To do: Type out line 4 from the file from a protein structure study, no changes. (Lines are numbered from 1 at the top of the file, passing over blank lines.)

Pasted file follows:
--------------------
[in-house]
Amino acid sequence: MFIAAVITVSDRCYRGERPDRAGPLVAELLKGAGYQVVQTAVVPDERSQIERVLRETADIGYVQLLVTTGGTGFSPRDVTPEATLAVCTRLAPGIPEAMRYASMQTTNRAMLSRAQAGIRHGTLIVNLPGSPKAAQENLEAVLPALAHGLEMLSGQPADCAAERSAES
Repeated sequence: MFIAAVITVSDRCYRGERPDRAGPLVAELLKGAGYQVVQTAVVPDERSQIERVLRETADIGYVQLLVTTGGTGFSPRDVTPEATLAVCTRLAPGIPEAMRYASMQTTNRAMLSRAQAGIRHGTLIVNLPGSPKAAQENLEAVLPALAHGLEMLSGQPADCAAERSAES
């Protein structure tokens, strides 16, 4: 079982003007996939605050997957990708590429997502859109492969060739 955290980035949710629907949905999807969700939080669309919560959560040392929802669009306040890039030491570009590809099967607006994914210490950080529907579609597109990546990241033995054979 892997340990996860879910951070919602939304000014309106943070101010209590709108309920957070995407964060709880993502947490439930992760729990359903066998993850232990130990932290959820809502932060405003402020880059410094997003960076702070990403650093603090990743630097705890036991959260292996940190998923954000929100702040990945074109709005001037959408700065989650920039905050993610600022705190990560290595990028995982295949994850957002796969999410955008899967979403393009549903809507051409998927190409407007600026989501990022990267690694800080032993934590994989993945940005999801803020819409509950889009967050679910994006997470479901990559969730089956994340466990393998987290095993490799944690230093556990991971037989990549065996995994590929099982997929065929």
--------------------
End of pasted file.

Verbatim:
């Protein structure tokens, strides 16, 4: 079982003007996939605050997957990708590429997502859109492969060739 955290980035949710629907949905999807969700939080669309919560959560040392929802669009306040890039030491570009590809099967607006994914210490950080529907579609597109990546990241033995054979 892997340990996860879910951070919602939304000014309106943070101010209590709108309920957070995407964060709880993502947490439930992760729990359903066998993850232990130990932290959820809502932060405003402020880059410094997003960076702070990403650093603090990743630097705890036991959260292996940190998923954000929100702040990945074109709005001037959408700065989650920039905050993610600022705190990560290595990028995982295949994850957002796969999410955008899967979403393009549903809507051409998927190409407007600026989501990022990267690694800080032993934590994989993945940005999801803020819409509950889009967050679910994006997470479901990559969730089956994340466990393998987290095993490799944690230093556990991971037989990549065996995994590929099982997929065929």